It is not easy to replace fear or reluctance or indifference and acceptance with inspiration and motivation and determination. It took twenty days of determination before I felt a glimmer of inspiration.

To be inspired is to be fearless.

Some Thoughts on Writing and other Things: Confidence

This past year, I’ve been doing some thinking on the idea of confidence: What does it mean? Where does it come from? How do we cultivate it within ourselves and each other? Etc. After coming off the confidence bender that is college, I felt a little drained and rather out of sorts. I did not have the same support system that fostered such intellectual confidence that I had found in the halls of academe. I was out of my comfort zone, a place that conditioned the kind of strength I had. But where had that confidence gone? How could a trait that is often seen as the cornerstone for a solid foundation of self-worth and purpose seem to be so fleeting, especially when tested? Where was my confidence as I stocked bananas and corrected comma splices?

Writers know that a lack conviction for the words they choose can be crippling. Stage fright and self-doubt will destroy a musician more than any missed note or poor pitch. And artists show their truest selves with every display of their work.

To be honest, my misplaced confidence has stopped me for writing more than a quick entry in a worn notebook.

As a tutor, I see that one of the greatest challenges my students meet every day is a lack of confidence. One at a time, they come into my office, looking for guidance and assurance that they are truly on the right track. Through some coaching about language and sentence structure, we reach an agreement that they have great ideas and that I am here to help them convey them coherently.

Not only are my students overcoming a number of academic and transitional obstacles, they must also overcome their own self-image. Often, although many of my students are smart and have profound insight, they are inhibited by their lack of confidence as some voice from their past continues to whisper that they can’t do it.

For a while, I would joke that I was more of a cheerleader than a tutor. The majority of many of my sessions with students would consist of words of encouragement and exclamations of “You got this!” in my most New England of accents.

Why is it so easy for us to say that we are not good enough, but so hard for us to see our strengths?

This summer, I stumbled across TED Talks. I feel like I’m late to the game of one of the greatest sources of really awesome lectures and new ideas. Amy Cuddy’s Your Body Language Shapes Who You Are has really resonated with me. She explains that our posture, the way we hold ourselves, not only directs how other view us, but also how we view ourselves. If we appear hunched or walk with our heads down, we not only tell others, but we tell ourselves that we are insecure. Yet, if we walk tall with our heads up and our shoulders back, we not only tell others that we are confident, but we tell ourselves this too.  There is an exchange between the brain and body that causes us to believe (or not believe) in ourselves.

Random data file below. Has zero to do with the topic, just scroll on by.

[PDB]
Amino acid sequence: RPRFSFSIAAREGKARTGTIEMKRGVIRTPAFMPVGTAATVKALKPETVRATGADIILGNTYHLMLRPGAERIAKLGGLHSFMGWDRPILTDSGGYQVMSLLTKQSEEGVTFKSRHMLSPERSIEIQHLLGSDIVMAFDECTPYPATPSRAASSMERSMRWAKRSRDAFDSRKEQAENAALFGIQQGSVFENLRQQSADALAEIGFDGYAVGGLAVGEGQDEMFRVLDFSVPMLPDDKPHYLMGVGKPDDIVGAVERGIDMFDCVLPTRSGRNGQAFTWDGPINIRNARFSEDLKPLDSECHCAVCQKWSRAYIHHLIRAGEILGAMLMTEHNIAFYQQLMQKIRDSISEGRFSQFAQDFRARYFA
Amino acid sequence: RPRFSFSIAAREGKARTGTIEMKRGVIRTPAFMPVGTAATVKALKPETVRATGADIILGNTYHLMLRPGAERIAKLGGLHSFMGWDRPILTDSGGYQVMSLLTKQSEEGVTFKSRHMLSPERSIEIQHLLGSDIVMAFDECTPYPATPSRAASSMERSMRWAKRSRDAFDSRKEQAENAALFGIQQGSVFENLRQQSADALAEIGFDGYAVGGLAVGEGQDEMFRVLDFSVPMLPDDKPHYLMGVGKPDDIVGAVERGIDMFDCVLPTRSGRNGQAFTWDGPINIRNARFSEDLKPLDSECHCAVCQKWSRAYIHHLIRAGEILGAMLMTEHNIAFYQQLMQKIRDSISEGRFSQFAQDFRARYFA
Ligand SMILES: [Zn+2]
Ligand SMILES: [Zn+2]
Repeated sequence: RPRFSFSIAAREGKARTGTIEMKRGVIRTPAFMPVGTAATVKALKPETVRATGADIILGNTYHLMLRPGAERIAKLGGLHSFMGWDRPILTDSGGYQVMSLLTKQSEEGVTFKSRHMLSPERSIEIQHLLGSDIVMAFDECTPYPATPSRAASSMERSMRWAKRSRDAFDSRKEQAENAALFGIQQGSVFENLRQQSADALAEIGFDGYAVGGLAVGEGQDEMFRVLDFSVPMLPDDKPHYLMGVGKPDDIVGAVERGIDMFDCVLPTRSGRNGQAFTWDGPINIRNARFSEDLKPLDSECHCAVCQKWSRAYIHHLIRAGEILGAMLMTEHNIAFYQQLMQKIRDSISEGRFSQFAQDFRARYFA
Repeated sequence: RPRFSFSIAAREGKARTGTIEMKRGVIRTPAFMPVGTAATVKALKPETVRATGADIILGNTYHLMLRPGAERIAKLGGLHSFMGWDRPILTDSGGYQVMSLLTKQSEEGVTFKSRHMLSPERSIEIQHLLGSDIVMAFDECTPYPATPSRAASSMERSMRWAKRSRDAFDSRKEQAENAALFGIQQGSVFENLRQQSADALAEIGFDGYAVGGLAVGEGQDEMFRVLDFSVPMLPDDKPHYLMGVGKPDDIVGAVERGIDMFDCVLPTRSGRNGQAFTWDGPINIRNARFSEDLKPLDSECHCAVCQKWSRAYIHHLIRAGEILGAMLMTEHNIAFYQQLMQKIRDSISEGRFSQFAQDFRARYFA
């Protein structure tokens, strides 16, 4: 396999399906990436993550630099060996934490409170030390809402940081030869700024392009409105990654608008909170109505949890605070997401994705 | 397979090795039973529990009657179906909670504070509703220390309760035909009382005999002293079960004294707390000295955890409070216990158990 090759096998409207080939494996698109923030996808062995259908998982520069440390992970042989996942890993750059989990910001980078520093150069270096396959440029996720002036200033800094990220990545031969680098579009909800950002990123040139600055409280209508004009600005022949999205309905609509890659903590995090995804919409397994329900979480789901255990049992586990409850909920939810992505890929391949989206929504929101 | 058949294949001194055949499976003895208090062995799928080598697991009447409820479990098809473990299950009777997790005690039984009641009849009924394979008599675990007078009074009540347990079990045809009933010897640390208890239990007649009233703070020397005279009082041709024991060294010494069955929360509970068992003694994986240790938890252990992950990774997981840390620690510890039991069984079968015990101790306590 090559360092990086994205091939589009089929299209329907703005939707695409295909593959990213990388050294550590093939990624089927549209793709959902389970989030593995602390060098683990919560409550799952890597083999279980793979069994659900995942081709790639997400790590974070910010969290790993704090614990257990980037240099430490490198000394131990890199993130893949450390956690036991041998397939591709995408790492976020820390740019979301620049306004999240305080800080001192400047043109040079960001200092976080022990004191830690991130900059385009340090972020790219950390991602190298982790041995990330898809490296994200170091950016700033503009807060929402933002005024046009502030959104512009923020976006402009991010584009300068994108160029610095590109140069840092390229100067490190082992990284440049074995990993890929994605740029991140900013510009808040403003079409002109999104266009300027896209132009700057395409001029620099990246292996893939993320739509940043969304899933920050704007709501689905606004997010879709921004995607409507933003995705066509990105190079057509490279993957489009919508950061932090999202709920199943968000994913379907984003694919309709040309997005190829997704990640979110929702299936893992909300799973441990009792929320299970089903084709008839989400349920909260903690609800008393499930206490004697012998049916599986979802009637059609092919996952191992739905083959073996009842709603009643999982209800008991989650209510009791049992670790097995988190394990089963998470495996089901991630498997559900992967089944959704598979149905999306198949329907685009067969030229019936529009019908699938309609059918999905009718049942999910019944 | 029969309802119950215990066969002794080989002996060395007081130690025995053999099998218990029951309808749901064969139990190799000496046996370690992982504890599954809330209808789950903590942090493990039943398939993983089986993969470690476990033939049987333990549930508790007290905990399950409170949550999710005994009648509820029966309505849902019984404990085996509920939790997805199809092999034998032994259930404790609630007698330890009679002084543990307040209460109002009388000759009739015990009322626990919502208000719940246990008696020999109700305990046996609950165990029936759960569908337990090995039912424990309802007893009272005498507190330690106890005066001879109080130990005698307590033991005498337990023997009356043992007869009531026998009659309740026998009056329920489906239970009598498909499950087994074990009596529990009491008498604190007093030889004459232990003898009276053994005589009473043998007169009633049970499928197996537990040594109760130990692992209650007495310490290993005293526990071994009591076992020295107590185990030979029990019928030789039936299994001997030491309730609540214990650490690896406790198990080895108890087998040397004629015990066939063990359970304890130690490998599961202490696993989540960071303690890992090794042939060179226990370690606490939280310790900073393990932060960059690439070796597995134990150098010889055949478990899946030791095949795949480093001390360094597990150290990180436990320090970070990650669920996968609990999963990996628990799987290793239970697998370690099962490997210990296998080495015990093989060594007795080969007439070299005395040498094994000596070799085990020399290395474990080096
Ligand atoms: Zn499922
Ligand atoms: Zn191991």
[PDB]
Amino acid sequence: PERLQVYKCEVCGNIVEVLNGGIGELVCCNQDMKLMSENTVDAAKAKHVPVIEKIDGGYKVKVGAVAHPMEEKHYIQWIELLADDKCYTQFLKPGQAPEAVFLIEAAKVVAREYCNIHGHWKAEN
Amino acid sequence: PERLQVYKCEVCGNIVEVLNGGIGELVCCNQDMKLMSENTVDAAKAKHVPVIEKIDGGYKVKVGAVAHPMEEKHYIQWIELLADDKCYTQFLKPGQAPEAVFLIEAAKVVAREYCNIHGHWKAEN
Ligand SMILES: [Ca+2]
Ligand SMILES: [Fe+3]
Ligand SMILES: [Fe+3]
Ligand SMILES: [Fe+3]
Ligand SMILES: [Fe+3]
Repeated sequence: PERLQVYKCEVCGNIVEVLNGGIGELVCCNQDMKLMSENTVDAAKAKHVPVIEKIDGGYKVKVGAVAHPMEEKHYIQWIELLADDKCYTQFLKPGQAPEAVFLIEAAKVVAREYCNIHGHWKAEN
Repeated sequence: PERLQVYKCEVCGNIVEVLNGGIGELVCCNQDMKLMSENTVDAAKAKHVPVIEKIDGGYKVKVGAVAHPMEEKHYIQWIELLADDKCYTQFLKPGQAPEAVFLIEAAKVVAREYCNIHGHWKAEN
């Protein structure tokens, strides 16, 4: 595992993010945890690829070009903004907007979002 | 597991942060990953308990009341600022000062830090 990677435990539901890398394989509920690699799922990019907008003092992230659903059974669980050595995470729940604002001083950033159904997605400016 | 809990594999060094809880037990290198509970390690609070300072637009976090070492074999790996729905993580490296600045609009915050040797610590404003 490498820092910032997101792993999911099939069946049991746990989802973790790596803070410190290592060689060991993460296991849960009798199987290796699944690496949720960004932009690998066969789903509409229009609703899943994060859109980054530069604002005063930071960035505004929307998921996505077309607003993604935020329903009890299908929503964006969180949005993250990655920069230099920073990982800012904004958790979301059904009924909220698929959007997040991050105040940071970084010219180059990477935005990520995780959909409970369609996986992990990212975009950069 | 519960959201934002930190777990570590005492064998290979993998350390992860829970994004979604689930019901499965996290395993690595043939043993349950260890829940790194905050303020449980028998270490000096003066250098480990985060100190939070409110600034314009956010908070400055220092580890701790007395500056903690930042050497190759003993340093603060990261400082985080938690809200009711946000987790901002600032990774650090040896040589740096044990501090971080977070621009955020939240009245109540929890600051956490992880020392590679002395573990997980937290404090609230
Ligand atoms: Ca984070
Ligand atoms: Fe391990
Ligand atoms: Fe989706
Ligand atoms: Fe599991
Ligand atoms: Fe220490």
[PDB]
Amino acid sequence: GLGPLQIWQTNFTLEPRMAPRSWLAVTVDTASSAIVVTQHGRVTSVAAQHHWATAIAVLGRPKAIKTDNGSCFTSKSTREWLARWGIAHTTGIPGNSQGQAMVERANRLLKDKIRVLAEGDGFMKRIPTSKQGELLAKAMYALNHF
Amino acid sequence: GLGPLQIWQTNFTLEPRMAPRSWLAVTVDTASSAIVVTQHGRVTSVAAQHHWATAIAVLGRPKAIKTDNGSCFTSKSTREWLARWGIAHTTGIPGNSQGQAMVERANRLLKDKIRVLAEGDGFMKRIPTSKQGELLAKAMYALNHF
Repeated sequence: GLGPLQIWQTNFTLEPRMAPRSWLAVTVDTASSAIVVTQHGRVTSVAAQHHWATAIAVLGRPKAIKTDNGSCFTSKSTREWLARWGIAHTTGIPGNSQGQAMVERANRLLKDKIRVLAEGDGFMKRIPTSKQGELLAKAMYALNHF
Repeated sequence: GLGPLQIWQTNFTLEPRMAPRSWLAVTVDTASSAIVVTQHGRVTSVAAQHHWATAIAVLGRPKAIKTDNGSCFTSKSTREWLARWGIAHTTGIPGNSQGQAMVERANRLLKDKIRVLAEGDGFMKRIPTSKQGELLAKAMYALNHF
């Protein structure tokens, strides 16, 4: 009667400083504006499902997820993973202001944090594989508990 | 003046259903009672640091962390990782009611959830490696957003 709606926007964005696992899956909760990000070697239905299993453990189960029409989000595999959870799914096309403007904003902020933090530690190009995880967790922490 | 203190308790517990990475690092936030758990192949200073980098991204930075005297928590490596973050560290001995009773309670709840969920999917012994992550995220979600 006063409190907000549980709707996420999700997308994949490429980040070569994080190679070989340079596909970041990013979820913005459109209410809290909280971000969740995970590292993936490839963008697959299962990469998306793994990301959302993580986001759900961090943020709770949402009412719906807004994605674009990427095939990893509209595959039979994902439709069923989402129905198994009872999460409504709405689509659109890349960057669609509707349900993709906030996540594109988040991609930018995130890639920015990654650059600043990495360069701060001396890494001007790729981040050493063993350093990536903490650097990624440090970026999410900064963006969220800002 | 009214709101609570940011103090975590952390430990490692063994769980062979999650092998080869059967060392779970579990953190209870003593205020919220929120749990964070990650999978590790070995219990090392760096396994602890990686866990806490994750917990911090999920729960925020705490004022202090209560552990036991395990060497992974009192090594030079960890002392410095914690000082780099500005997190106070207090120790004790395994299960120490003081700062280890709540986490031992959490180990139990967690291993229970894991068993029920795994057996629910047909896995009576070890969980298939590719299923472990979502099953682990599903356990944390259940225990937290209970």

Now, I know that I am not doing her talk justice, so I recommend that you watch it. Here is the link: http://www.ted.com/talks/amy_cuddy_your_body_language_shapes_who_you_are.html

Later that same summer, one of my colleagues told me about the phrase academic confidence. Because many of our students come from non-academic backgrounds, the transition to the classroom is really difficult. Although I’m not sure exactly what has come of this or where she caught this idea, I’ve latched onto this idea. As a tutor, I can foster the development of this kind of confidence in my students–the ability to speak with conviction within the classroom, to share new ideas in an educational setting and to be comfortable with this idea of student/scholar.

And with this, I return to my original dilemma–how do we translate this kind of confidence into real world applications? How do we find the same conviction outside our comfort zones?

I use my experience as a tutor because it allows me to distance myself from my own doubts and insecurities. I can see the difference between first semester students and continuing students by the way they carry themselves. Most returning students demonstrate their confidence as they walk through the halls with their heads up. By witnessing how they overcome their challenges, I can reflect on my own and this begets the writing process and some personal reflection on my posture.